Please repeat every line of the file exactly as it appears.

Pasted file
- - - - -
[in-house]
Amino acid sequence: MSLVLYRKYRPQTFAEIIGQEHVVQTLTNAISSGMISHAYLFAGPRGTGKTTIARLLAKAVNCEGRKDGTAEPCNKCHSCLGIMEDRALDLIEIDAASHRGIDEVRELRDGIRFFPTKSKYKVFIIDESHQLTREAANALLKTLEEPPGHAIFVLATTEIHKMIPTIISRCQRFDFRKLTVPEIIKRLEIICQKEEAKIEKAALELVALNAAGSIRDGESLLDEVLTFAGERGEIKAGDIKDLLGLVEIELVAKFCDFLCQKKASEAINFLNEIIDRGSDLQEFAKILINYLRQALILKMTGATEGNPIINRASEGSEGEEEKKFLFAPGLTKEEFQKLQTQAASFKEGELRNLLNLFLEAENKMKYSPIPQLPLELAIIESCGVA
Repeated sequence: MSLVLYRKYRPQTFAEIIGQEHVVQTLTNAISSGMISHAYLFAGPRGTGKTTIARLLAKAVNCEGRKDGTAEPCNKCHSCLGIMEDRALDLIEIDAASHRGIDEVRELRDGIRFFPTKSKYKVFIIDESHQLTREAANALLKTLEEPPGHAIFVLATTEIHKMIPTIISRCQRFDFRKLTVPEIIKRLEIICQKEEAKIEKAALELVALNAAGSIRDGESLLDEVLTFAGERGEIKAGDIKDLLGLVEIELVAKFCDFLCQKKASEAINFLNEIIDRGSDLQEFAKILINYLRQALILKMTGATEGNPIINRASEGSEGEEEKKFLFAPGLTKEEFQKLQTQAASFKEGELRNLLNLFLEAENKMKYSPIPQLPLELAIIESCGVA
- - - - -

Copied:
[in-house]
Amino acid sequence: MSLVLYRKYRPQTFAEIIGQEHVVQTLTNAISSGMISHAYLFAGPRGTGKTTIARLLAKAVNCEGRKDGTAEPCNKCHSCLGIMEDRALDLIEIDAASHRGIDEVRELRDGIRFFPTKSKYKVFIIDESHQLTREAANALLKTLEEPPGHAIFVLATTEIHKMIPTIISRCQRFDFRKLTVPEIIKRLEIICQKEEAKIEKAALELVALNAAGSIRDGESLLDEVLTFAGERGEIKAGDIKDLLGLVEIELVAKFCDFLCQKKASEAINFLNEIIDRGSDLQEFAKILINYLRQALILKMTGATEGNPIINRASEGSEGEEEKKFLFAPGLTKEEFQKLQTQAASFKEGELRNLLNLFLEAENKMKYSPIPQLPLELAIIESCGVA
Repeated sequence: MSLVLYRKYRPQTFAEIIGQEHVVQTLTNAISSGMISHAYLFAGPRGTGKTTIARLLAKAVNCEGRKDGTAEPCNKCHSCLGIMEDRALDLIEIDAASHRGIDEVRELRDGIRFFPTKSKYKVFIIDESHQLTREAANALLKTLEEPPGHAIFVLATTEIHKMIPTIISRCQRFDFRKLTVPEIIKRLEIICQKEEAKIEKAALELVALNAAGSIRDGESLLDEVLTFAGERGEIKAGDIKDLLGLVEIELVAKFCDFLCQKKASEAINFLNEIIDRGSDLQEFAKILINYLRQALILKMTGATEGNPIINRASEGSEGEEEKKFLFAPGLTKEEFQKLQTQAASFKEGELRNLLNLFLEAENKMKYSPIPQLPLELAIIESCGVA